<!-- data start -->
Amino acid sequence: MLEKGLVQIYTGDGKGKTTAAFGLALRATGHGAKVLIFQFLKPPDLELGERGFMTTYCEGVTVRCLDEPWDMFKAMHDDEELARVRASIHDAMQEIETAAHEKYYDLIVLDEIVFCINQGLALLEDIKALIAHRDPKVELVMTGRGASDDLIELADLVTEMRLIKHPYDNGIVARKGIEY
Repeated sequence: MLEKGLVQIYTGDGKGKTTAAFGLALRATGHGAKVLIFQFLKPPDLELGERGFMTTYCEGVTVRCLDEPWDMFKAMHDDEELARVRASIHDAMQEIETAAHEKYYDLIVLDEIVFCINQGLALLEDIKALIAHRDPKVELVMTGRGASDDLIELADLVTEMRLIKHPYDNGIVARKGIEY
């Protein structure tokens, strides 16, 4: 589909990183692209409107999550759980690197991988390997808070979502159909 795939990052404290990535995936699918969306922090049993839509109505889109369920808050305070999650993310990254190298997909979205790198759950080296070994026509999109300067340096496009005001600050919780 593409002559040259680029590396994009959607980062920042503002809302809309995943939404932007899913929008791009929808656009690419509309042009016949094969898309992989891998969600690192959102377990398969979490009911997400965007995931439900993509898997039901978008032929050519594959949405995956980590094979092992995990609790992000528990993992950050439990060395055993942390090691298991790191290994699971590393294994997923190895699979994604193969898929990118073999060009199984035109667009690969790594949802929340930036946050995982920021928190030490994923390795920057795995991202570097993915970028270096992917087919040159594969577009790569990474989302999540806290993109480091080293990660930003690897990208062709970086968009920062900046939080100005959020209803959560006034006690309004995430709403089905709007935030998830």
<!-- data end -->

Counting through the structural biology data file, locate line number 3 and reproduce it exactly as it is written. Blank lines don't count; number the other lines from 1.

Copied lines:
């Protein structure tokens, strides 16, 4: 589909990183692209409107999550759980690197991988390997808070979502159909 795939990052404290990535995936699918969306922090049993839509109505889109369920808050305070999650993310990254190298997909979205790198759950080296070994026509999109300067340096496009005001600050919780 593409002559040259680029590396994009959607980062920042503002809302809309995943939404932007899913929008791009929808656009690419509309042009016949094969898309992989891998969600690192959102377990398969979490009911997400965007995931439900993509898997039901978008032929050519594959949405995956980590094979092992995990609790992000528990993992950050439990060395055993942390090691298991790191290994699971590393294994997923190895699979994604193969898929990118073999060009199984035109667009690969790594949802929340930036946050995982920021928190030490994923390795920057795995991202570097993915970028270096992917087919040159594969577009790569990474989302999540806290993109480091080293990660930003690897990208062709970086968009920062900046939080100005959020209803959560006034006690309004995430709403089905709007935030998830």